In April 2002, Smith was arrested and convicted of Disorderly Conduct.
In November 2002, at age 35, Smith plead guilty to multiple criminal counts including a Felony count of Eluding Police (endangering a police officer), Driving with a Suspended License (second offense) and Obstruction of Justice. Smith plead guilty and was given 1 year probation.
While on probation in Virginia, Smith applied for a position with the White Plains school district and was hired as the Principal at the Post Road Elementary School in White Plains where he remained for two years.
In 2005, Smith was hired as Assistant Superintendent by the New Rochelle Board of Education where he remained until June 2008.
It was during his time in New Rochelle that Smith went to the home of a New Rochelle resident late at night, sought to gain entrance by force and threatened the man and his wife. No charges were filed. Schools Superintendent Richard Organisciak later apologized to the resident but Smith kept his job and later received a recommendation from Organisciak for his next job.
In 2008, Smith was hired as Superintendent of the Pocantico Hills Central School District but was “unexpectedly resigned” in November 2009 amidst charges of plagiarism, first reported in the Journal News.
By 2010, his years of lies and fraud began to catch up with Smith.
His doctorate from the University of Virginia was revoked due to plagiarism.
He was fired from a consultant position with the Troy School District in upstate New York after Smith was found to have lied during the hiring process. According to an article in the Times Union in 2010, the Troy Superintendent said Smith claimed to have a letter, which he “read” over the telephone stating that the University of Virginia had cleared him of plagiarism charges when they had not.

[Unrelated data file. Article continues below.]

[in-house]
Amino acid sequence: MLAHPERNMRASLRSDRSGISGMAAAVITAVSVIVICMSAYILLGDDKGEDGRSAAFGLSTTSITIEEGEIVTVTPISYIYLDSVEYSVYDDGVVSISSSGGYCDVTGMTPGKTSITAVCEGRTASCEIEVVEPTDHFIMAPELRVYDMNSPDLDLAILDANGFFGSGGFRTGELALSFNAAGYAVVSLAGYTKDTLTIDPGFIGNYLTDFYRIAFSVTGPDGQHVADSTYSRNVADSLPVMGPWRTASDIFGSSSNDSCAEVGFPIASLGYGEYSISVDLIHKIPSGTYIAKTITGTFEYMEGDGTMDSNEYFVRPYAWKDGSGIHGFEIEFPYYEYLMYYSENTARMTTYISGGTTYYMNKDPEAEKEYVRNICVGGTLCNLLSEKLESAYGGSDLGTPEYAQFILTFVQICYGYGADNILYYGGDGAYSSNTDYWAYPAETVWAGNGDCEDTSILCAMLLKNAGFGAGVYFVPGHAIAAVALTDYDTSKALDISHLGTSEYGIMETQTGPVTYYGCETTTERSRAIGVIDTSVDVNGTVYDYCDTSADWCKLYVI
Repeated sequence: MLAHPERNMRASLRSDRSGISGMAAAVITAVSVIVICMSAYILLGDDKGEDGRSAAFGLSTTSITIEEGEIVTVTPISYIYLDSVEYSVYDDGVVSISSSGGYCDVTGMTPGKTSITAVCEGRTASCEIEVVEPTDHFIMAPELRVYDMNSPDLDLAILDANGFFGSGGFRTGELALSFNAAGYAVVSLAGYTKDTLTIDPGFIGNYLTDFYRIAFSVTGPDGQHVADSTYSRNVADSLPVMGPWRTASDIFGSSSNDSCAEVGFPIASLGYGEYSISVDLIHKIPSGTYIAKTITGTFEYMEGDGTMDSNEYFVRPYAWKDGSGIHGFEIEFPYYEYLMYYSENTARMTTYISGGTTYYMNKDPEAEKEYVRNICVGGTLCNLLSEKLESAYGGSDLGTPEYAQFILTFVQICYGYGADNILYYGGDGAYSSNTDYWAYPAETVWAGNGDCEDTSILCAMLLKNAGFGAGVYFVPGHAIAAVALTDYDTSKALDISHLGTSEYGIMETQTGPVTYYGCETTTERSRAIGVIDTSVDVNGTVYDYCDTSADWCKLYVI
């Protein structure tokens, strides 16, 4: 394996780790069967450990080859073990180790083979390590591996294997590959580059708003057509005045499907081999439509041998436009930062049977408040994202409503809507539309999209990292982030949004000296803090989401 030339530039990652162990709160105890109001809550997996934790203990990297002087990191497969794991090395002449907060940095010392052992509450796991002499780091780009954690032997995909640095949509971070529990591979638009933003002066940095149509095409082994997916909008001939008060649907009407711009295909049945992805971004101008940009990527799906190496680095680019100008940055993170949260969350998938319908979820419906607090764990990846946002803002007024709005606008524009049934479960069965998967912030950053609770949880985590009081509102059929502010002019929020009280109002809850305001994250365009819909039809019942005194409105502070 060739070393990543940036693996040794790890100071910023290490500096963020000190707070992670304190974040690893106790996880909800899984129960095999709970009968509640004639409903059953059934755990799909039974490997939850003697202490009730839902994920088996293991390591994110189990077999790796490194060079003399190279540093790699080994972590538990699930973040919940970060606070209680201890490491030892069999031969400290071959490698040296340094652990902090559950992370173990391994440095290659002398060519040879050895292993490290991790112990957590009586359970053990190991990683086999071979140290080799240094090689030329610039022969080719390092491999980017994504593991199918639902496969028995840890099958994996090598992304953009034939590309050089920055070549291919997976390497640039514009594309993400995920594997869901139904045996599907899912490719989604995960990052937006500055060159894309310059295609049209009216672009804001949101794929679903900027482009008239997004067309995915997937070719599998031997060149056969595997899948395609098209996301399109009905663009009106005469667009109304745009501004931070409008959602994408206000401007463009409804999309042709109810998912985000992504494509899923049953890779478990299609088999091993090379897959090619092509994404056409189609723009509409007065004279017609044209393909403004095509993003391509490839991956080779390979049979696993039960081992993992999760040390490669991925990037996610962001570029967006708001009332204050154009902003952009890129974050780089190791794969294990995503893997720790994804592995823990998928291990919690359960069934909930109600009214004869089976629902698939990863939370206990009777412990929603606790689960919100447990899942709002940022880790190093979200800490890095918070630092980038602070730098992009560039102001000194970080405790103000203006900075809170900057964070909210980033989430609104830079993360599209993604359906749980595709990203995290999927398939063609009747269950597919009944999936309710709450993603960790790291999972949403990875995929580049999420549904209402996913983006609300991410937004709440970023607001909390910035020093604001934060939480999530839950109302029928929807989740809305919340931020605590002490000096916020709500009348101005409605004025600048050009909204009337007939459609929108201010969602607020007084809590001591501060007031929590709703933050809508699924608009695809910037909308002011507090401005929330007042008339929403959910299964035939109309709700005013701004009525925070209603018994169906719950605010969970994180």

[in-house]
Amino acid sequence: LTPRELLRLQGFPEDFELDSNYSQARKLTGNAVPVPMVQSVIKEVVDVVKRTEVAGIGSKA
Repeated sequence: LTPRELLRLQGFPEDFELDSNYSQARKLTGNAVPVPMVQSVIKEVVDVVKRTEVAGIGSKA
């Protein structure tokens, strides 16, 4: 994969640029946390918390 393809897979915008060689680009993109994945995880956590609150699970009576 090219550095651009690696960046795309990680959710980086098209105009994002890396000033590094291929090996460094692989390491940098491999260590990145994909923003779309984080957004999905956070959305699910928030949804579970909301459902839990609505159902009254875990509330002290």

His New York State administrative licenses
were revoked are not on file in the SED online license lookup database.
Smith sought and was denied a position with the Paterson, NJ school district. He was notified that based on his criminal history, he was "permanently disqualified from employment in any position with a school or other educational institution under the supervision of the Department of Education or with a contracted service provider under contract with said school or educational facility.”
Smith sought and was denied a position with the New York City Department of Education and notified that hiring him would "pose an unreasonable risk to the safety and welfare of the school community.”
Smith later applied for a position with United Parcel Service during the Christmas season and was denied due to his criminal background.
Smith was eventually hired by Leake & Watts, a private school in Yonkers where he is currently employed.
Smith did not return calls or emails seeking comment.
Fred Smith is just one of many current and former employees hired by the City School District of New Rochelle with criminal records or who were arrested and convicted of crimes while employed by the District or both. Many of these employees still work for the District.